Admittedly, the overall proceedings do come across as a narrative we have, in this case quite literally to an extent, seen play out before and as such can predict where certain plot points are going. The script also could have leaned further into fame and record labels altering a star. However, none of that changes how immersive A Star is Born functions, as we enjoy spending time with these people, cheering on Ally’s rise to fame and pushing for Jackson to subdue his alcohol and drug demons. Sam Elliott also deserves mention as Jackson’s older brother Bobby; family dynamics are explored (and wisely done so at that, never feeling as if the movie is veering away from the relationship between the couple) with Sam being put in challenging situations that he handles with grace and sternness. Even smaller roles such as ones from Dave Chapelle don’t feel out of place one bit and do their part in being both entertaining and revealing more layers to these characters.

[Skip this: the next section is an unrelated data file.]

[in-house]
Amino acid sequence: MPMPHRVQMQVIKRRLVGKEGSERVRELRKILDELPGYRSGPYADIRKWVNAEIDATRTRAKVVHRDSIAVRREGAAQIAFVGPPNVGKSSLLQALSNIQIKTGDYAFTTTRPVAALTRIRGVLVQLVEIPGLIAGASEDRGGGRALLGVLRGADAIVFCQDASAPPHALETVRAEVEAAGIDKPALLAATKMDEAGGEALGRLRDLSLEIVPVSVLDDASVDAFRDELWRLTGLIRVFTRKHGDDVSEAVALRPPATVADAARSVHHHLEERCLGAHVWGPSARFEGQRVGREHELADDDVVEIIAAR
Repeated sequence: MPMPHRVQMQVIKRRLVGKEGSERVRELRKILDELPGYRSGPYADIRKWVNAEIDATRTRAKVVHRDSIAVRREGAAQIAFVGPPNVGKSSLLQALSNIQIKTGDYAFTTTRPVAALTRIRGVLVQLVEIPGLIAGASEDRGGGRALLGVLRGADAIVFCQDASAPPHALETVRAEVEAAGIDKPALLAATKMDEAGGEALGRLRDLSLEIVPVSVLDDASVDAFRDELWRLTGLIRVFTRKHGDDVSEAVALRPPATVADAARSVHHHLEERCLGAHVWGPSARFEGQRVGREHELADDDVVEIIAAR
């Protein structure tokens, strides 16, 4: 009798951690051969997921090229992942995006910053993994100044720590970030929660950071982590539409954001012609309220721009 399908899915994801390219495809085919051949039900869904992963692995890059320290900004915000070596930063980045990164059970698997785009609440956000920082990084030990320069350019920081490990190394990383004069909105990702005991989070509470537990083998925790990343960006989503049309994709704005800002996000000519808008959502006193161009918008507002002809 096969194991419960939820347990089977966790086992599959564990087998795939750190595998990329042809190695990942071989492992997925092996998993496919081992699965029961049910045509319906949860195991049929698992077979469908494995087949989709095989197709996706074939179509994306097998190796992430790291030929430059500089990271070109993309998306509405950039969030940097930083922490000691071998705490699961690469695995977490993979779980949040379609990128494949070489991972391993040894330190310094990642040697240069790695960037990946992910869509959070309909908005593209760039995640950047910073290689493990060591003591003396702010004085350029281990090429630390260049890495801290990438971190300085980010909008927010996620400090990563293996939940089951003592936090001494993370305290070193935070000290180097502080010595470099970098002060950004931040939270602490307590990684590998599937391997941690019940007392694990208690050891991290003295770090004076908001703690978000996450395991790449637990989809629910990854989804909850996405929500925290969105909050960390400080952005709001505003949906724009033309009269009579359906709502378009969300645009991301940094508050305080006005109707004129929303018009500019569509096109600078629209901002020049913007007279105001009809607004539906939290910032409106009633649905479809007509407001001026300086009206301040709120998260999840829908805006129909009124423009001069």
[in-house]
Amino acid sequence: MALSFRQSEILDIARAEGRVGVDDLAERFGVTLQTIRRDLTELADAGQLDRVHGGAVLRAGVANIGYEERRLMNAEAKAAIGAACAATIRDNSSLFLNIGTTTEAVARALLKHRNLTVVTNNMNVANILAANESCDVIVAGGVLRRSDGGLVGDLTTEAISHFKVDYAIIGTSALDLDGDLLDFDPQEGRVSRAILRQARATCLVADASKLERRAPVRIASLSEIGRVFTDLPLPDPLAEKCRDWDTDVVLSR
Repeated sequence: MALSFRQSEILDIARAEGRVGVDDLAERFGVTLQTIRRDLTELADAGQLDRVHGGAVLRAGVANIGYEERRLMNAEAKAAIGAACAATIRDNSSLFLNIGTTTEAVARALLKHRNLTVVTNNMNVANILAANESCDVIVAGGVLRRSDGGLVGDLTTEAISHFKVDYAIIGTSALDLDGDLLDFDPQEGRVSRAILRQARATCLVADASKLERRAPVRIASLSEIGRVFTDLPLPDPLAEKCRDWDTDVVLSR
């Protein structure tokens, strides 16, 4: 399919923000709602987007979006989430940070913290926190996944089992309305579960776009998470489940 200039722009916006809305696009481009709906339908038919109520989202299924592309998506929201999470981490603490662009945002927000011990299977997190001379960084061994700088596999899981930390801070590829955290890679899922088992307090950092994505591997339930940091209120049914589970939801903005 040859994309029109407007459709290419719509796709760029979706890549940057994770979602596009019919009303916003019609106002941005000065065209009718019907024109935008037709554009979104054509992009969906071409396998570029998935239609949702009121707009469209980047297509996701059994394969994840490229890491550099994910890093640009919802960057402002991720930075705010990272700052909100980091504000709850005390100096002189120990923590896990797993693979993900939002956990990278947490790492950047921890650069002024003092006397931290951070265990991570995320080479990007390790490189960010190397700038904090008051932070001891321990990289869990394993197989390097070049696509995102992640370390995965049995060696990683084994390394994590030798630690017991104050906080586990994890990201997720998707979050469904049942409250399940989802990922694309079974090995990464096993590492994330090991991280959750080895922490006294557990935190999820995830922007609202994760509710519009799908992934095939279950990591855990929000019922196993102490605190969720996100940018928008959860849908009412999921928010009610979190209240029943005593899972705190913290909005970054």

A Star is Born thoughtfully presents addiction (it doesn’t help that Jackson also suffers from tinnitus, only encouraging him to occasionally dive back into his bad habits as a form of release) and makes the most of Lady Gaga’s musical brilliance alongside her equally impressive acting chops (apparently, there’s nothing she can’t do) to create a romance that goes beyond the cliché of two incredibly attractive people falling for one another. Make no mistake about it, while Jackson does see Ally as a mental savior of sorts, he’s selfless and wants what’s best for her career and life. Those aspects only further complicate a journey replete with beautiful songs and genuine love. Bradley Cooper and Lady Gaga are irresistibly charming together, consistently bringing out the best in each other, eliciting palpable trust both as on-screen characters and world-class talent comfortable in one another’s shoes. Nothing is faked, everything is remarkable.
Flickering Myth Rating – Film: ★ ★ ★ ★ / Movie: ★ ★ ★ ★ ★
Robert Kojder is a member of the Chicago Film Critics Association and the Flickering Myth Reviews Editor. Check here for new reviews, friend me on Facebook, follow my Twitter or Letterboxd, check out my personal non-Flickering Myth affiliated Patreon, or email me at MetalGearSolid719@gmail.com